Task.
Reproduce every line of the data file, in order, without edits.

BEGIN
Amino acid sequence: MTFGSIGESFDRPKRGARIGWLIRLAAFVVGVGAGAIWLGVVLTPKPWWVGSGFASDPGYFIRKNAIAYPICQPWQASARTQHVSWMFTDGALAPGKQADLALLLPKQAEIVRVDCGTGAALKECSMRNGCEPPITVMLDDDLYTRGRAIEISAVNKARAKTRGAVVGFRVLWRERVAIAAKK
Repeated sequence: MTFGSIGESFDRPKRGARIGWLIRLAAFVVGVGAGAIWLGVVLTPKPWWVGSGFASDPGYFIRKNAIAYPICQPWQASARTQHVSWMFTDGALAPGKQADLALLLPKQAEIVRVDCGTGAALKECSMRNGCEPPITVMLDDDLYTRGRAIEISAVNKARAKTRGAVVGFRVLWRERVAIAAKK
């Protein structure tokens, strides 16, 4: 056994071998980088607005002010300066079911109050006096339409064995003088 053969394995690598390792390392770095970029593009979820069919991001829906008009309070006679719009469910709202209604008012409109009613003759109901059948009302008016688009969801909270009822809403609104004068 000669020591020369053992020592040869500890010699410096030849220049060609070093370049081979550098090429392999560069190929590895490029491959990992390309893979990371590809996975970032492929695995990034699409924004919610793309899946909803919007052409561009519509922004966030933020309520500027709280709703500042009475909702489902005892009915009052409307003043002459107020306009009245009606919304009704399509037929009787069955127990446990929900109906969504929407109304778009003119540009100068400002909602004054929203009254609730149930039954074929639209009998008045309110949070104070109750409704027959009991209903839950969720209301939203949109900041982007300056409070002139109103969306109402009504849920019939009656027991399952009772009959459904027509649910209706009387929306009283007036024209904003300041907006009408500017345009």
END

Amino acid sequence: MTFGSIGESFDRPKRGARIGWLIRLAAFVVGVGAGAIWLGVVLTPKPWWVGSGFASDPGYFIRKNAIAYPICQPWQASARTQHVSWMFTDGALAPGKQADLALLLPKQAEIVRVDCGTGAALKECSMRNGCEPPITVMLDDDLYTRGRAIEISAVNKARAKTRGAVVGFRVLWRERVAIAAKK
Repeated sequence: MTFGSIGESFDRPKRGARIGWLIRLAAFVVGVGAGAIWLGVVLTPKPWWVGSGFASDPGYFIRKNAIAYPICQPWQASARTQHVSWMFTDGALAPGKQADLALLLPKQAEIVRVDCGTGAALKECSMRNGCEPPITVMLDDDLYTRGRAIEISAVNKARAKTRGAVVGFRVLWRERVAIAAKK
């Protein structure tokens, strides 16, 4: 056994071998980088607005002010300066079911109050006096339409064995003088 053969394995690598390792390392770095970029593009979820069919991001829906008009309070006679719009469910709202209604008012409109009613003759109901059948009302008016688009969801909270009822809403609104004068 000669020591020369053992020592040869500890010699410096030849220049060609070093370049081979550098090429392999560069190929590895490029491959990992390309893979990371590809996975970032492929695995990034699409924004919610793309899946909803919007052409561009519509922004966030933020309520500027709280709703500042009475909702489902005892009915009052409307003043002459107020306009009245009606919304009704399509037929009787069955127990446990929900109906969504929407109304778009003119540009100068400002909602004054929203009254609730149930039954074929639209009998008045309110949070104070109750409704027959009991209903839950969720209301939203949109900041982007300056409070002139109103969306109402009504849920019939009656027991399952009772009959459904027509649910209706009387929306009283007036024209904003300041907006009408500017345009």